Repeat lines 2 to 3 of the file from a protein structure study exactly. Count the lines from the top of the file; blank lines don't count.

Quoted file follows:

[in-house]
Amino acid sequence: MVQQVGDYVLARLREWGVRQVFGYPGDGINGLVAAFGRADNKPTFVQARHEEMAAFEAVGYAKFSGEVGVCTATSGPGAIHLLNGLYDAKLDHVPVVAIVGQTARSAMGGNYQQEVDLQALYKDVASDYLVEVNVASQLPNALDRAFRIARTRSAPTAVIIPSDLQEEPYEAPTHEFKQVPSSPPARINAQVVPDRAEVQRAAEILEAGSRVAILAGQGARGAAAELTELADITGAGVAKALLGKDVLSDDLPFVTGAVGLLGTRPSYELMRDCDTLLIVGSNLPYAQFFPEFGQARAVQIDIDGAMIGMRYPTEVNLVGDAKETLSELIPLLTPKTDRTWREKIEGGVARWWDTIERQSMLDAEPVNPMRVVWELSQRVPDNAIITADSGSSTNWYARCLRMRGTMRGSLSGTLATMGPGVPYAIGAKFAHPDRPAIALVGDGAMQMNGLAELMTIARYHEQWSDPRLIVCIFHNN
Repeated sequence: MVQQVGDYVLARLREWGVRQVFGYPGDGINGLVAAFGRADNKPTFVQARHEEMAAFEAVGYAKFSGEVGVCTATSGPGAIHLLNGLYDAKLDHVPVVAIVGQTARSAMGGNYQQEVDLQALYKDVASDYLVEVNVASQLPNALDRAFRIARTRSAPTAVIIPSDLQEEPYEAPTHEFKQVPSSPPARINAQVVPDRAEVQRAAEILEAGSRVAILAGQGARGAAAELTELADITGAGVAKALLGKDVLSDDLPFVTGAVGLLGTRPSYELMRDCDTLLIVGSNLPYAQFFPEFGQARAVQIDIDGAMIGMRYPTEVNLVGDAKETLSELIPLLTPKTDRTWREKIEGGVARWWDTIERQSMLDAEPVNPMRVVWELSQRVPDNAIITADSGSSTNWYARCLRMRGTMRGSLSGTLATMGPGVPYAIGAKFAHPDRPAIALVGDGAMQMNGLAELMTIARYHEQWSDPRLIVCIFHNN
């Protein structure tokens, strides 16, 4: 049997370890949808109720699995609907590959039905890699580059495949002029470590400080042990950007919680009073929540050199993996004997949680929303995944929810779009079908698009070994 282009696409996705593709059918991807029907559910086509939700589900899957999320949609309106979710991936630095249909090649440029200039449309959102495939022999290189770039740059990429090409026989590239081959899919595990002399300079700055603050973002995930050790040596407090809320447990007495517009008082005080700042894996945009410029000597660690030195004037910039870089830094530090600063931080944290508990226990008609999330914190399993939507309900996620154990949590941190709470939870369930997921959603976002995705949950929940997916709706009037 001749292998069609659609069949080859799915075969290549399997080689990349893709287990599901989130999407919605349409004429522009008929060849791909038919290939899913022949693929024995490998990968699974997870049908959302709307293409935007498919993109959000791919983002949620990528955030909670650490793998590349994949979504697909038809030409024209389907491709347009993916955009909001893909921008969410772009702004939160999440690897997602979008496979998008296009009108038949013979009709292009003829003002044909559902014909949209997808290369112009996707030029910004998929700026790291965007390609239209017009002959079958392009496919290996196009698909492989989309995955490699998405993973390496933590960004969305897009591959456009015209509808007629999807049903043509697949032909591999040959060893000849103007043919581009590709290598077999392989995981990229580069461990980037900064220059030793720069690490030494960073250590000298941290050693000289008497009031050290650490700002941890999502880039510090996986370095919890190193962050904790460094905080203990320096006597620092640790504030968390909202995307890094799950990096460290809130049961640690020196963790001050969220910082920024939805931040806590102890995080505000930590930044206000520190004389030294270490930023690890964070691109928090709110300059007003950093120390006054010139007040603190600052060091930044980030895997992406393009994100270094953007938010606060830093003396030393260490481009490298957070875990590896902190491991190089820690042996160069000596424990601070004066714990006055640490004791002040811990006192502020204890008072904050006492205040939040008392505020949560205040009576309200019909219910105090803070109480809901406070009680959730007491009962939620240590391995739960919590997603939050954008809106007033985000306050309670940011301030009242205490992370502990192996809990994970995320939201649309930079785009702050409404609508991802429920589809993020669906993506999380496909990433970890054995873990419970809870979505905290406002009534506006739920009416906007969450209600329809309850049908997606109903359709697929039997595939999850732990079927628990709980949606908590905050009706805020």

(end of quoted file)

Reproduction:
Amino acid sequence: MVQQVGDYVLARLREWGVRQVFGYPGDGINGLVAAFGRADNKPTFVQARHEEMAAFEAVGYAKFSGEVGVCTATSGPGAIHLLNGLYDAKLDHVPVVAIVGQTARSAMGGNYQQEVDLQALYKDVASDYLVEVNVASQLPNALDRAFRIARTRSAPTAVIIPSDLQEEPYEAPTHEFKQVPSSPPARINAQVVPDRAEVQRAAEILEAGSRVAILAGQGARGAAAELTELADITGAGVAKALLGKDVLSDDLPFVTGAVGLLGTRPSYELMRDCDTLLIVGSNLPYAQFFPEFGQARAVQIDIDGAMIGMRYPTEVNLVGDAKETLSELIPLLTPKTDRTWREKIEGGVARWWDTIERQSMLDAEPVNPMRVVWELSQRVPDNAIITADSGSSTNWYARCLRMRGTMRGSLSGTLATMGPGVPYAIGAKFAHPDRPAIALVGDGAMQMNGLAELMTIARYHEQWSDPRLIVCIFHNN
Repeated sequence: MVQQVGDYVLARLREWGVRQVFGYPGDGINGLVAAFGRADNKPTFVQARHEEMAAFEAVGYAKFSGEVGVCTATSGPGAIHLLNGLYDAKLDHVPVVAIVGQTARSAMGGNYQQEVDLQALYKDVASDYLVEVNVASQLPNALDRAFRIARTRSAPTAVIIPSDLQEEPYEAPTHEFKQVPSSPPARINAQVVPDRAEVQRAAEILEAGSRVAILAGQGARGAAAELTELADITGAGVAKALLGKDVLSDDLPFVTGAVGLLGTRPSYELMRDCDTLLIVGSNLPYAQFFPEFGQARAVQIDIDGAMIGMRYPTEVNLVGDAKETLSELIPLLTPKTDRTWREKIEGGVARWWDTIERQSMLDAEPVNPMRVVWELSQRVPDNAIITADSGSSTNWYARCLRMRGTMRGSLSGTLATMGPGVPYAIGAKFAHPDRPAIALVGDGAMQMNGLAELMTIARYHEQWSDPRLIVCIFHNN